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Sunday, June 28, 2015

The Secret Life of Ghosts, Or Whatever Happened to Aunt Gertrude?

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You may never have heard of Leslie McFarlane, but odds are good that you've come across at least some of his work, if not the plays, short stories, and articles, then the children's books that have outsold any other title series for boys.

In 1976 (a year before his death) McFarlane  published an autobiographical book, Ghost of the Hardy Boys. The ghost here is the the author himself who depicted the first volumes of the Hardy Boys under the name Franklin W. Dixon. Unlike authors, like George Eliot or Mark Twin,who selected pen names for themselves the writers who churned out popular children's books for the Stratemeyer Syndicate were assigned names, which often carried on to other ghost writers as no author was considered irreplaceable.

The irony of this book is that he devotes many pages protesting that he is far more than the writer who first breathed life into the pair of boy detectives and their formidable Aunt Gertrude only to be forced to both begin and end with the series that he did not own the rights to. The 20 Hardy Boys books he wrote served as his bread-and-butter and kept his family afloat when the Depression hit and other publishers had little or no money for authors.

Work from the Stratemeyer Syndicate served as the artist's equivalent of a day job while he wrote what he considered more serious literary work, which, he did succeed in publishing after a number of false starts. The false starts are as entertaining as they are educational.

McFarlane, who is Canadian by the way, embarks on his writing career by working for newspapers, including J. Jonah Jameson, who discourages his literary ambitions because he views as pulling a potential journalist in the opposite direction needed for a newspaperman. But McFarlane doesn't give up and continues sending out manuscripts to magazines, often, not with any real understanding of what truly fits the publications. But he is not forced to simply learn by trial-and-error, as some editors take the time to give him really valuable feedback and direction.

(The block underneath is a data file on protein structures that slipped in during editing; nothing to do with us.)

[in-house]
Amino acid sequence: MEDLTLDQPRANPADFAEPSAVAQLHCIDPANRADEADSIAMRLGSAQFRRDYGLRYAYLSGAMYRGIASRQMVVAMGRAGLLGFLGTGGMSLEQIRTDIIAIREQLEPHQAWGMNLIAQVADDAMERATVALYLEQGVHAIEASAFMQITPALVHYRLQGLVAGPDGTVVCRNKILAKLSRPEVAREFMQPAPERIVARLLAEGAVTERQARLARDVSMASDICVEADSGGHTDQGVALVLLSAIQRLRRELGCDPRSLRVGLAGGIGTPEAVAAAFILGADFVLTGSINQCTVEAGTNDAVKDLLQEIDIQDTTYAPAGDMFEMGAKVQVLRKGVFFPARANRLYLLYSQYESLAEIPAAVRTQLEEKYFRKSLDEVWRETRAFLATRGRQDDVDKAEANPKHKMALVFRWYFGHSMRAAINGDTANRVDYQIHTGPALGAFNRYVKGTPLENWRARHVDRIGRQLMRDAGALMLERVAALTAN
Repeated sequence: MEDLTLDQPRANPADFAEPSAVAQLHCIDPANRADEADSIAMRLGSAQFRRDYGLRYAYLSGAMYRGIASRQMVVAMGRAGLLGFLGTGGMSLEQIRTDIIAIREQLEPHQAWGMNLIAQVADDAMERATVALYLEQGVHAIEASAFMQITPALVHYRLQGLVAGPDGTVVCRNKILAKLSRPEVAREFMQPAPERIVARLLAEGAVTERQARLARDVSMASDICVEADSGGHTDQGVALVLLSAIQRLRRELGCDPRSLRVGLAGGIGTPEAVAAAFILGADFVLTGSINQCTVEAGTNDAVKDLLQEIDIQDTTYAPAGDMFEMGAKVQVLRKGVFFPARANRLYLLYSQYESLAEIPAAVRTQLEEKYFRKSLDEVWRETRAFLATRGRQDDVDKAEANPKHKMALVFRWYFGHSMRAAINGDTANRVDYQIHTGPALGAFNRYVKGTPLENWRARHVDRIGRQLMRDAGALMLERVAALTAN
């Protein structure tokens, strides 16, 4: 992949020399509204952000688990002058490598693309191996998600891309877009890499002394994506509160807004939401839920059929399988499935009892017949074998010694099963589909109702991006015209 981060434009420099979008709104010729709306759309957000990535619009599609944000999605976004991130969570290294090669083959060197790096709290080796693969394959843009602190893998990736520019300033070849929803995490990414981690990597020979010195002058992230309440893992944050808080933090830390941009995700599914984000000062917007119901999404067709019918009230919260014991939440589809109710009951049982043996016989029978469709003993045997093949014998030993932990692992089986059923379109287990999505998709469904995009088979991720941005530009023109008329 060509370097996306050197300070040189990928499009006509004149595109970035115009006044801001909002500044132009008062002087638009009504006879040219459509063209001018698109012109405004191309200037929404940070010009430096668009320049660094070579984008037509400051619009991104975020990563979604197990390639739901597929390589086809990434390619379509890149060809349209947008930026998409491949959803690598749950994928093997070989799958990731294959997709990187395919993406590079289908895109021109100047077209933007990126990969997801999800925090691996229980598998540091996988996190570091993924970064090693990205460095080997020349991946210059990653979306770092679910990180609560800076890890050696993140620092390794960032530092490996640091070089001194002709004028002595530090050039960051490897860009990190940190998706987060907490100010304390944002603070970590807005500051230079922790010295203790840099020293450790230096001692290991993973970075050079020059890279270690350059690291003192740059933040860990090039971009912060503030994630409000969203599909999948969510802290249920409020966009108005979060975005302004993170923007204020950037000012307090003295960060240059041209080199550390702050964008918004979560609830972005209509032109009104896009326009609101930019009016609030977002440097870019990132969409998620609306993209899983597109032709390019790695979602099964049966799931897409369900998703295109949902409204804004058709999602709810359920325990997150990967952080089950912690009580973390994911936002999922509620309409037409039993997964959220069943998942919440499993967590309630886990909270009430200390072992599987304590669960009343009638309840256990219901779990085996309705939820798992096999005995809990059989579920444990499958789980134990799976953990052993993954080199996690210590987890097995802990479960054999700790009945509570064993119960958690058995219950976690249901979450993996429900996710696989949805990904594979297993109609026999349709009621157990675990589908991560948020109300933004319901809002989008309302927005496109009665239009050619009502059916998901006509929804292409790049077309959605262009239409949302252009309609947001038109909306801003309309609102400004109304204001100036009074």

That is one of the reasons why this book is of particular interest to people who write; it gives quite a bit of insights into the literary world. McFarlane learns to distinguish between what's popular and what's good and how to churn out what's popular for the sake of making money. But here's the rub: though he presents his Hardy Boys work as just for the sake of money, he takes particular pride in his craft, particularly in his infusion of humor and the memorable creation of the boys' Aunt Gertrude.

I put Aunt Gertrude into the title because her treatment in the reworked versions of the books issued in the later part of the 20th Century belie the fact that he does feel connected to his creation, for all his protests that it's all the property of the the syndicate. He is horrified to discover that her dramatic entrance into the series was completely cut in the new editions of the books, as demonstrated to him by a staff writer for a magazine named Bob Stall.

When Stall first approaches McFarlane to talk about the Hardy Boys series, he says he's not interested in discussing that work. After all, he feels he should be recognized for the four novels, 100 novelettes, 200 short stories, 75 television scripts, and 50 films he wrote. But Stall manages to get his attention when he shows him how the books have been eviscerated in the new editions:
They haven't just been streamlined. They've been gutted from beginning to end. Those old books were well written. They had words you could roll around in your mouth and taste. They had funny scenes. They had scenes you could wallow in. These new ones move faster all right, but too fast. There's never a place to stop and linger. That's why the old were so great for a kid. They had flavor. And now the flavor is all gone. 
Stall adds:
The books were written for a literate generation ... But not these new ones. And they'll engender an even less literate generation. 

Remember, this was reported back in 1976.  By today's standards, attention spans were long then; just look at the pacing in movies and television shows of the era compared to today's. Yet, people who remembered the previous generation noticed a difference and saw it as the sign of a trend.  Certainly, kids' books today move at an even faster pace than those that were read in the late 20th Century.

You don't have to be a Hardy Boys fan, and I assure you, I never was, to appreciate McFarlane's reaction or to accompany him on his always entertaining journey to becoming a better writer and laughing with him at his youthful pretensions, which may just remind you of your own.